Jane Addams facts for kids
September 6, 1860|
Cedarville, Illinois, U.S.
|Died||May 21, 1935
Chicago, Illinois, U.S
|Education||Rockford Female Seminary|
|Occupation||Social Worker and political activist, author and lecturer, community organizer, public intellectual|
|Parent(s)||John H. Addams
Sarah Weber (Addams)
|Awards||Nobel Peace Prize (1931)|
Jane Addams (September 6, 1860 – May 21, 1935) was an American social worker and sociologist. She was born in Cedarville, Illinois. In 1886, she founded a place called Hull House along with Ellen Gates Starr. It tried to take care of the problems poor people and immigrants faced in Chicago. She wanted more peace, and more civil rights for immigrants and women. She was awarded the Nobel Peace Prize in 1931, and was the first American woman to earn it. She was the sister of Alice Haldeman. She died in Chicago.
Born in Cedarville, Illinois, Jane Addams was the eighth of nine children born into a prosperous miller family. Her mother was Sarah (née Weber) and her father was an agricultural businessman and state senator John H. Addams. She was born with a spinal birth defect and although this was later corrected by surgery, she never fully recovered.
Addams' father taught her philanthropy and care for people. He encouraged her to pursue a higher education. She was educated in the United States and Europe, graduating from the Rockford Female Seminary (now Rockford College) in Rockford, Illinois.
While in London, Addams was influenced by Andrew Mearn's essay, The Bitter Cry of Outcast London, which highlighted slum conditions. She visited Europe when she was 27 years old, visiting Toynbee Hall, a settlement house in the East End of London.
In 1889 she and her friend, Ellen Gates Starr co-founded Hull House in Chicago, Illinois, one of the first settlement houses in the United States. At its height, Hull House was visited each week by around two thousand people. Its facilities included a night school for adults, kindergarten classes, clubs for older children, a public kitchen, an art gallery, a coffeehouse, a gymnasium, a girls club, a swimming pool, a book bindery, a music school, a drama group, a library, and labor-related divisions. She is probably most remembered for her adult night school, and a forerunner of the continuing education classes offered by many community colleges today.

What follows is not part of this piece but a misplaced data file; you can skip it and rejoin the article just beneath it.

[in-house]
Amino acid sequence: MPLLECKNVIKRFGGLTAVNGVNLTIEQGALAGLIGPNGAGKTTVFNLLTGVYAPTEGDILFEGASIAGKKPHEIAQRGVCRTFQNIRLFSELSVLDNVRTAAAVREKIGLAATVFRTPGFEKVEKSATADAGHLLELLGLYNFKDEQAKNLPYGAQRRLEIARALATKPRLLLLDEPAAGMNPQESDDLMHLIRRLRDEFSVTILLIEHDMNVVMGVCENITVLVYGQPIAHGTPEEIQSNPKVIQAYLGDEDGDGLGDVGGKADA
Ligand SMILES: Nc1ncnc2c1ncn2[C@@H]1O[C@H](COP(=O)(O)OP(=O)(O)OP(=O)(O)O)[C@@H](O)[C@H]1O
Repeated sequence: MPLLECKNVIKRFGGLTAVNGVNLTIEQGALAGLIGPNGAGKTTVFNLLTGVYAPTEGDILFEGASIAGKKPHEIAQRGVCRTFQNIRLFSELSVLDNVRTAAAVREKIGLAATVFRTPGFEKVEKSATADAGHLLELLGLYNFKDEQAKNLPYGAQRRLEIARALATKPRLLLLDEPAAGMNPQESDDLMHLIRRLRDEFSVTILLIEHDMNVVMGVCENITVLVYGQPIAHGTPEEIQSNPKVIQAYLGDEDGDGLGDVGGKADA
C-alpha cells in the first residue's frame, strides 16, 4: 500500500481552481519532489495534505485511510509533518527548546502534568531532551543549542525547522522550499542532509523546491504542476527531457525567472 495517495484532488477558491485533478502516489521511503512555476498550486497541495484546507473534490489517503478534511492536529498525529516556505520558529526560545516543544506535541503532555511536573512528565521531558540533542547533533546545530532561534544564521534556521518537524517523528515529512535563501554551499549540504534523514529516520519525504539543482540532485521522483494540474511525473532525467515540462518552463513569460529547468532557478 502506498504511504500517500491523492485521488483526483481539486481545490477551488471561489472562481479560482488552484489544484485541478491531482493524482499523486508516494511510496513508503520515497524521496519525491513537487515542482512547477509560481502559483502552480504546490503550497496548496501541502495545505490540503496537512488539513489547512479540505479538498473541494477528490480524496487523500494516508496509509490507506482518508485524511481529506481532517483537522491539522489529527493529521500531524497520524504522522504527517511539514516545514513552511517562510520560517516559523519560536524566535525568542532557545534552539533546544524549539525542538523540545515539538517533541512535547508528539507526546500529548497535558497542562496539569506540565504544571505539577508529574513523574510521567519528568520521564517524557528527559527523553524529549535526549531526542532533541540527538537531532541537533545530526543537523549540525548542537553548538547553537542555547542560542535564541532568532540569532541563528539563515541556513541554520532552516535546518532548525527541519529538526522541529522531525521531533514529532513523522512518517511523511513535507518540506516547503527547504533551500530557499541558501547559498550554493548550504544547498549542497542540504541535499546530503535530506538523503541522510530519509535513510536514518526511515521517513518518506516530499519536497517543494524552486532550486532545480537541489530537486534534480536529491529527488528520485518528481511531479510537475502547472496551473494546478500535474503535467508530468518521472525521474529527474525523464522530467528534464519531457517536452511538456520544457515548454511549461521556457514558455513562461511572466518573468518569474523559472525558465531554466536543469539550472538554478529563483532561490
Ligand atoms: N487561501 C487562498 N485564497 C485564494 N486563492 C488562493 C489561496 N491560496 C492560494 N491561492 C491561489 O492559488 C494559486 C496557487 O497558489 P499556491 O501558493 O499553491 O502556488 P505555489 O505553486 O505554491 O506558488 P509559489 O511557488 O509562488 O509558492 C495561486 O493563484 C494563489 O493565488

Hull House also served as a women's sociological institution. Addams was a friend and colleague to the early members of the Chicago School of Sociology, influencing their thought through her work in applied sociology and, in 1893, co-authoring the Hull-House Maps and Papers that came to define the interests and methodologies of the School. She worked with George H. Mead on social reform issues including promoting women's rights, ending child labor, and the mediating during the 1910 Garment Workers' Strike.
Hull House also offered an employment bureau, an art gallery, libraries, and music and art classes. Among the projects that the members of the Hull House opened were the Immigrants' Protective League, the Juvenile Protective Association, the first juvenile court in the United States, and a Juvenile Psychopathic Clinic.
Addams helped organize the Women's Peace Party and the International Congress of Women in an effort to avert the first World War. In 1917, after America entered the war, she was expelled from the Daughters of the American Revolution.
In 1919 she was elected first president of the Women's International League for Peace and Freedom, the successor organization to the Women's Peace Party. She continued in the presidency until her death.
Jane Addams was a member of the NAACP, Alpha Kappa Alpha Sorority, and the first vice-president of the National American Woman Suffrage Association in 1911. In 1901 she founded the Juvenile Court Committee which has since become the Juvenile Protective Association, a private nonprofit organization in Chicago that protects children from abuse and neglect. She was also actively involved with Pi Gamma Mu, the social science honor society, from the 1920s until her death, because of its emphasis on social service and the humanization of the social science disciplines. In 1998 the British Columbia Branch of the Women's International League for Peace and Freedom commissioned Canadian artist Christian Cardell Corbet to create a bronze medallion of Jane Addams to celebrate her life and achievements. The medallion has since been collected by several important museums.
The Jane Addams Peace Association, together with the Women's International League for Peace and Freedom, give the annual Jane Addams Children's Book Awards to children's books that promote peace, equality, multiculturalism, and peaceful solutions.
A 2007 joint resolution of the Illinois General Assembly, HJR 19 (Currie), would rename the Northwest Tollway as the Jane Addams Memorial Tollway.
The Jane Addam's Trail is a bicycling, hiking, snowmobiling, and cross country skiing trail which stretches from Freeport, Illinois to the Wisconsin state line. It is 12.85 miles long, and is part of the larger Grand Illinois Trail, which is over 575 miles long.
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